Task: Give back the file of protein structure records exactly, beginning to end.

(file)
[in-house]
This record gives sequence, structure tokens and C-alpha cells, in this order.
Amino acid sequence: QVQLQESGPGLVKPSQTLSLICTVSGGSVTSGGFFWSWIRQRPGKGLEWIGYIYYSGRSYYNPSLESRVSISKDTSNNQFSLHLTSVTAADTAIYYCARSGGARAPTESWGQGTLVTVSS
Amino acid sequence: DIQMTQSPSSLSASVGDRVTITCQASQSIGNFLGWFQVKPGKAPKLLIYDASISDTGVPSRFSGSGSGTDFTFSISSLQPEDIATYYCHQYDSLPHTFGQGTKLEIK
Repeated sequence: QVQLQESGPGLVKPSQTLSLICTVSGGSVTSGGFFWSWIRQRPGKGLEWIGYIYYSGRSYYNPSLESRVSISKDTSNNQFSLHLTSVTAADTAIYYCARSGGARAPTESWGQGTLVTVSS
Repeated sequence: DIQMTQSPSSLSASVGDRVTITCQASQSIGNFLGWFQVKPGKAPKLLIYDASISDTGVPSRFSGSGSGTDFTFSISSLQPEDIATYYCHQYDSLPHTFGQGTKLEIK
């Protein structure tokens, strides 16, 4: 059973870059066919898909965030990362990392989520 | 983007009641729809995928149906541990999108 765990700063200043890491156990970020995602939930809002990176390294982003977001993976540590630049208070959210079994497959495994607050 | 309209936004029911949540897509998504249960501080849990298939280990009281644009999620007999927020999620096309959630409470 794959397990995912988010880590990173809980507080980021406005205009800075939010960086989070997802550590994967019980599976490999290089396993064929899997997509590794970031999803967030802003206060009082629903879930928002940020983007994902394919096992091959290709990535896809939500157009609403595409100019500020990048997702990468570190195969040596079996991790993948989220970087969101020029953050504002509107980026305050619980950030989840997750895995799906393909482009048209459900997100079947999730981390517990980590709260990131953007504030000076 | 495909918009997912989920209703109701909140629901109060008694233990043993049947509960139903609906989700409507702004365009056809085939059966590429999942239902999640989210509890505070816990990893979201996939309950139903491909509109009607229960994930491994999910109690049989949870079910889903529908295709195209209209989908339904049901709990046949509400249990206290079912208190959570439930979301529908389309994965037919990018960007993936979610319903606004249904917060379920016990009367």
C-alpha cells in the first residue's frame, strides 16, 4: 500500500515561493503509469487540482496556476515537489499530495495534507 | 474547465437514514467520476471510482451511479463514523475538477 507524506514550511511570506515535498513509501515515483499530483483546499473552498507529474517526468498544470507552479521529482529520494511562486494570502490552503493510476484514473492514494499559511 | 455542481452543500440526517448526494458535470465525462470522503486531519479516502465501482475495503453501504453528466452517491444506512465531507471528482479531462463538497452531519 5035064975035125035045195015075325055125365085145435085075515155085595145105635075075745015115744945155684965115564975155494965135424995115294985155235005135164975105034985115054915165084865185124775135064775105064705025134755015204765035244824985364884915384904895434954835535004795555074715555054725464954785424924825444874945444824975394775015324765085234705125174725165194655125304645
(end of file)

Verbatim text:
[in-house]
This record gives sequence, structure tokens and C-alpha cells, in this order.
Amino acid sequence: QVQLQESGPGLVKPSQTLSLICTVSGGSVTSGGFFWSWIRQRPGKGLEWIGYIYYSGRSYYNPSLESRVSISKDTSNNQFSLHLTSVTAADTAIYYCARSGGARAPTESWGQGTLVTVSS
Amino acid sequence: DIQMTQSPSSLSASVGDRVTITCQASQSIGNFLGWFQVKPGKAPKLLIYDASISDTGVPSRFSGSGSGTDFTFSISSLQPEDIATYYCHQYDSLPHTFGQGTKLEIK
Repeated sequence: QVQLQESGPGLVKPSQTLSLICTVSGGSVTSGGFFWSWIRQRPGKGLEWIGYIYYSGRSYYNPSLESRVSISKDTSNNQFSLHLTSVTAADTAIYYCARSGGARAPTESWGQGTLVTVSS
Repeated sequence: DIQMTQSPSSLSASVGDRVTITCQASQSIGNFLGWFQVKPGKAPKLLIYDASISDTGVPSRFSGSGSGTDFTFSISSLQPEDIATYYCHQYDSLPHTFGQGTKLEIK
């Protein structure tokens, strides 16, 4: 059973870059066919898909965030990362990392989520 | 983007009641729809995928149906541990999108 765990700063200043890491156990970020995602939930809002990176390294982003977001993976540590630049208070959210079994497959495994607050 | 309209936004029911949540897509998504249960501080849990298939280990009281644009999620007999927020999620096309959630409470 794959397990995912988010880590990173809980507080980021406005205009800075939010960086989070997802550590994967019980599976490999290089396993064929899997997509590794970031999803967030802003206060009082629903879930928002940020983007994902394919096992091959290709990535896809939500157009609403595409100019500020990048997702990468570190195969040596079996991790993948989220970087969101020029953050504002509107980026305050619980950030989840997750895995799906393909482009048209459900997100079947999730981390517990980590709260990131953007504030000076 | 495909918009997912989920209703109701909140629901109060008694233990043993049947509960139903609906989700409507702004365009056809085939059966590429999942239902999640989210509890505070816990990893979201996939309950139903491909509109009607229960994930491994999910109690049989949870079910889903529908295709195209209209989908339904049901709990046949509400249990206290079912208190959570439930979301529908389309994965037919990018960007993936979610319903606004249904917060379920016990009367």
C-alpha cells in the first residue's frame, strides 16, 4: 500500500515561493503509469487540482496556476515537489499530495495534507 | 474547465437514514467520476471510482451511479463514523475538477 507524506514550511511570506515535498513509501515515483499530483483546499473552498507529474517526468498544470507552479521529482529520494511562486494570502490552503493510476484514473492514494499559511 | 455542481452543500440526517448526494458535470465525462470522503486531519479516502465501482475495503453501504453528466452517491444506512465531507471528482479531462463538497452531519 5035064975035125035045195015075325055125365085145435085075515155085595145105635075075745015115744945155684965115564975155494965135424995115294985155235005135164975105034985115054915165084865185124775135064775105064705025134755015204765035244824985364884915384904895434954835535004795555074715555054725464954785424924825444874945444824975394775015324765085234705125174725165194655125304645